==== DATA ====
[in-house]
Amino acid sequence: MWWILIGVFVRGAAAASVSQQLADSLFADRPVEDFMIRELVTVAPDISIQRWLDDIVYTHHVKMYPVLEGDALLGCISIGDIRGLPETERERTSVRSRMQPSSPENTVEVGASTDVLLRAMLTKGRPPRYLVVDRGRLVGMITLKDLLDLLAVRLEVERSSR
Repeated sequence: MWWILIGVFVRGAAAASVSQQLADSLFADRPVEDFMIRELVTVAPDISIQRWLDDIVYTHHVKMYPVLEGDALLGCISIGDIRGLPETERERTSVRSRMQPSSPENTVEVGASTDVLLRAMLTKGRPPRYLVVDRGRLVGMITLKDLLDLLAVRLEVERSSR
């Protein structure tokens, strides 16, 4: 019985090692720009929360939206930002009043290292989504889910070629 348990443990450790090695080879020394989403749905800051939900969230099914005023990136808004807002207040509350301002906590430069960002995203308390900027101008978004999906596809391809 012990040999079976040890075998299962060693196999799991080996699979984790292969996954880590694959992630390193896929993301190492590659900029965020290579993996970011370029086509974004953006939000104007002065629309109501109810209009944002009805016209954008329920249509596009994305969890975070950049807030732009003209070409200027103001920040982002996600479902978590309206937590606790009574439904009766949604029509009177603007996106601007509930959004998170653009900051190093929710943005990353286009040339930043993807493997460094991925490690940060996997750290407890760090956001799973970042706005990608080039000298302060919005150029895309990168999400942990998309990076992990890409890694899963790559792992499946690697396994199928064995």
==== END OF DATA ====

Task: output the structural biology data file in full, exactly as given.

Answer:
[in-house]
Amino acid sequence: MWWILIGVFVRGAAAASVSQQLADSLFADRPVEDFMIRELVTVAPDISIQRWLDDIVYTHHVKMYPVLEGDALLGCISIGDIRGLPETERERTSVRSRMQPSSPENTVEVGASTDVLLRAMLTKGRPPRYLVVDRGRLVGMITLKDLLDLLAVRLEVERSSR
Repeated sequence: MWWILIGVFVRGAAAASVSQQLADSLFADRPVEDFMIRELVTVAPDISIQRWLDDIVYTHHVKMYPVLEGDALLGCISIGDIRGLPETERERTSVRSRMQPSSPENTVEVGASTDVLLRAMLTKGRPPRYLVVDRGRLVGMITLKDLLDLLAVRLEVERSSR
């Protein structure tokens, strides 16, 4: 019985090692720009929360939206930002009043290292989504889910070629 348990443990450790090695080879020394989403749905800051939900969230099914005023990136808004807002207040509350301002906590430069960002995203308390900027101008978004999906596809391809 012990040999079976040890075998299962060693196999799991080996699979984790292969996954880590694959992630390193896929993301190492590659900029965020290579993996970011370029086509974004953006939000104007002065629309109501109810209009944002009805016209954008329920249509596009994305969890975070950049807030732009003209070409200027103001920040982002996600479902978590309206937590606790009574439904009766949604029509009177603007996106601007509930959004998170653009900051190093929710943005990353286009040339930043993807493997460094991925490690940060996997750290407890760090956001799973970042706005990608080039000298302060919005150029895309990168999400942990998309990076992990890409890694899963790559792992499946690697396994199928064995």